• Today the situation is evidently becoming more common. Either through insemination or adoption, lesbians and homosexuals are becoming parents. Despite their battles with the Church, some still feel an attraction to her message of salvation and sacraments. They want to share this with their children. This is no longer a singular aberration. How do we proceed?
  • Do we have Archdiocesan policies to deal with these situations? Should the Chancery be consulted on each and every case that comes forward? I know the local policies in Washington stipulate that there should be two godparents and that they should be representative of each gender.
  • Can a same-sex family structure constitute a true family?
  • Can parents perpetually in a state of mortal sin genuinely witness to the faith and Gospel?
  • Given the canon law problems, should registries list only one partner or can both be acknowledged?
  • It would be easy enough to list the mother alone but in adoption, there is the claim of two mothers. Should one be listed in the side annotation?
  • We were recently informed to stop listing children as legitimate or not legitimate. Should there not be remarks about a same-sex union?
  • As for liturgical adaptation, will we need a special liturgy to get around the language of a mother/wife and father/husband?
  • Priests will routinely omit the blessing over the mother and father when couples are not married in the Church. Is this justified and should the blessing be omitted over same-sex couples? I would think so.
  • While it is probably good to seek out Archdiocesan consultation, would priests need higher permission to perform such baptisms?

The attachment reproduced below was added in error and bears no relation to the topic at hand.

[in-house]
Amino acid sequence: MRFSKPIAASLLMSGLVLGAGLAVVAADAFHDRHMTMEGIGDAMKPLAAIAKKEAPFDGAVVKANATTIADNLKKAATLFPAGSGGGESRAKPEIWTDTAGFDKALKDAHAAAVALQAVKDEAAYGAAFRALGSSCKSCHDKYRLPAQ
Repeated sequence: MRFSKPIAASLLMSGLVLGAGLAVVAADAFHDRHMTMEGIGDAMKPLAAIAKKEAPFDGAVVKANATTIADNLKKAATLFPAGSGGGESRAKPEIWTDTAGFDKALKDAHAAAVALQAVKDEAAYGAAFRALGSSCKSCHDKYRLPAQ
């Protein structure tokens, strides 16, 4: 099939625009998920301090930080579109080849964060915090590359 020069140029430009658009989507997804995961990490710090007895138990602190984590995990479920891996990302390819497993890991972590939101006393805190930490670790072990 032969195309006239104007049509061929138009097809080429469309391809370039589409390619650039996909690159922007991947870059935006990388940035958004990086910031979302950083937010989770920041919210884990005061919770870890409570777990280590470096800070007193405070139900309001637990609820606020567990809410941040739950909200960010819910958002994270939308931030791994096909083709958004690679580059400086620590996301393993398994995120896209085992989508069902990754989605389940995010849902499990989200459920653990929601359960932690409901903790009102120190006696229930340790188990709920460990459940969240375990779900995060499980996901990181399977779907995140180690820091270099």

• Do we have programs in place to offer pastoral care to these children and households after baptism?
  • Would these children be welcome in our Catholic schools?

I can well understand that one answer would not fit all. There might sometimes be little or no hopeful sign that the responsibilities that come along with baptism would be fulfilled. Some treat baptism like magic or as an empty cultural rite of passage. Activists might even exploit a request for baptism to ridicule the Church or to make a political statement. This is where it becomes all the more problematical.

Priests are supposed to be good stewards of the sacraments. And yet, many of us are fearful that we cannot even safeguard the Eucharist at Mass because of policies that place a greater weight on public scandal than actual spiritual readiness and ecclesial unity. Here too, there may be times that being a good steward will mean saying no and facing repercussions. Is it a passive capitulation to just throw up our hands and leave it to God to straighten out?  I suspect so.